This essay considers the problematic presence of the inanimate in elegiac form. Focusing on Geoffrey Hill (1932–2016) as translator/elegist of Paul Celan (1920–1970), this essay argues that Hill’s poetry responds to the challenge of addressing the nonliving by way of Celan’s own poetics of the inanimate. This doubled incorporation of the inanimate puts under pressure concepts of poetic form and of reading that are structured by organic animation. Hill’s poems emerge as structured by a principle of inorganic production that finds its aesthetic paradigm in Kant’s concept of “crystallization.” Reading the emergence of nonorganic processes from organic spaces in Hill’s work, the reemergence of a postindustrial pastoral in elegiac form, and the translation of the crystal-image of ice from Celan’s poetry into Hill’s own, this essay addresses the possibility of thinking form as a nonorganic process in elegy, and of thinking an elegiac poetics of form.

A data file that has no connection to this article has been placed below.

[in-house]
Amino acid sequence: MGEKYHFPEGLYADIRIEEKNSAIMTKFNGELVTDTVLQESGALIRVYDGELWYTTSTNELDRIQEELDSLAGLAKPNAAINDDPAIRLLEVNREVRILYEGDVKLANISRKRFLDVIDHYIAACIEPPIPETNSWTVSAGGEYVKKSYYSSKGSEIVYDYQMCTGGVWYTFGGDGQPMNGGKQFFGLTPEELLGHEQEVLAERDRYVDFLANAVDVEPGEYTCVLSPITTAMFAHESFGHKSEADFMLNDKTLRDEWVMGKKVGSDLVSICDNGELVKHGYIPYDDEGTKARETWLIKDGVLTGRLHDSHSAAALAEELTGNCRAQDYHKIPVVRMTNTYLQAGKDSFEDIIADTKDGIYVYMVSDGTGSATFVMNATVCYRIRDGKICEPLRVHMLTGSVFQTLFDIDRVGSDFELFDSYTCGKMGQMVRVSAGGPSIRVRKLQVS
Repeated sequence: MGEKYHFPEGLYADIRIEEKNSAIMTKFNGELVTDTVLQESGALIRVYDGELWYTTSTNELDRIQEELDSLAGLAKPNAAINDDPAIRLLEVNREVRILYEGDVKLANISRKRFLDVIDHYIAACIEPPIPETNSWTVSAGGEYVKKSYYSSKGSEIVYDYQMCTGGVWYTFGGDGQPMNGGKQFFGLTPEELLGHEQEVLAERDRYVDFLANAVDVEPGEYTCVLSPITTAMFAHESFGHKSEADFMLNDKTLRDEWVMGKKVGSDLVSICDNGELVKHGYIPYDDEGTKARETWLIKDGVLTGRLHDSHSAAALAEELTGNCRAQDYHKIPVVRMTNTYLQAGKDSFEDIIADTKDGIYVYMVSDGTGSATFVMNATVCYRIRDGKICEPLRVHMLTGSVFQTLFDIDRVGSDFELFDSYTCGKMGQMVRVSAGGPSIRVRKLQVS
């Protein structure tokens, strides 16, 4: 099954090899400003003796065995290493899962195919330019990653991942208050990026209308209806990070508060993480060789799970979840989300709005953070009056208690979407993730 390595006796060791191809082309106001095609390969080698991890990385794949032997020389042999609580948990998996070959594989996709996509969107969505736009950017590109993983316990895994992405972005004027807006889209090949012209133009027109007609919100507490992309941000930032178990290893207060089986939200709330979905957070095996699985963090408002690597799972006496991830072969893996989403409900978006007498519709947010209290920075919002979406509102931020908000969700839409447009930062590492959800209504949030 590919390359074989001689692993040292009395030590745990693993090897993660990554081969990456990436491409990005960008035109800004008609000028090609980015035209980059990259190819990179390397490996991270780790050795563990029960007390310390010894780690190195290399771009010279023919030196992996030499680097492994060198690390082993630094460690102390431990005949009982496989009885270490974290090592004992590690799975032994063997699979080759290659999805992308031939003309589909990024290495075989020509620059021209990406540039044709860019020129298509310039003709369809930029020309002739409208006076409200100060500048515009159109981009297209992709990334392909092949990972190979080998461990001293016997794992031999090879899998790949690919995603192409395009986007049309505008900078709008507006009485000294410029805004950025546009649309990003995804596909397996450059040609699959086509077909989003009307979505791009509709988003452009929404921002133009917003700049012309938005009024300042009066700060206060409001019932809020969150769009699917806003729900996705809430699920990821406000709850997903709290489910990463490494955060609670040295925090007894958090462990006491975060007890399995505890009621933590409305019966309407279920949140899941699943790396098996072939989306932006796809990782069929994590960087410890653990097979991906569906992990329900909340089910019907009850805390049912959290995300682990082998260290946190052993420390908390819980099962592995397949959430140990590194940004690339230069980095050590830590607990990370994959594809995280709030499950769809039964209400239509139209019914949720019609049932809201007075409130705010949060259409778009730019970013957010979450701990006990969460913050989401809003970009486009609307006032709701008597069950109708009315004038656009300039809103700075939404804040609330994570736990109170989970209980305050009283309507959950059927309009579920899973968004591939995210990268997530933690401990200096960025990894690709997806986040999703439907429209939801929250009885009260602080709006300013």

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Research Article| December 01 2022
Elegy, Form, and the Inorganic: Geoffrey Hill, Paul Celan, Ice
Jacob McGuinn is lecturer in English and comparative literature at Goldsmiths, University of London, and assistant professor in English at Northeastern University London. His work on poetry and philosophy has appeared recently in Textual Practice, Modern Language Notes, and Post45, and his current book project focuses on Celan, Adorno, and Blanchot. He also works on issues in translation, recently as a member of the AHRC Radical Translations project at King’s College London.
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Twentieth-Century Literature (2022) 68 (4): 389–408.
Jacob McGuinn; Elegy, Form, and the Inorganic: Geoffrey Hill, Paul Celan, Ice. Twentieth-Century Literature 1 December 2022; 68 (4): 389–408. doi: https://doi.org/10.1215/0041462X-10237769
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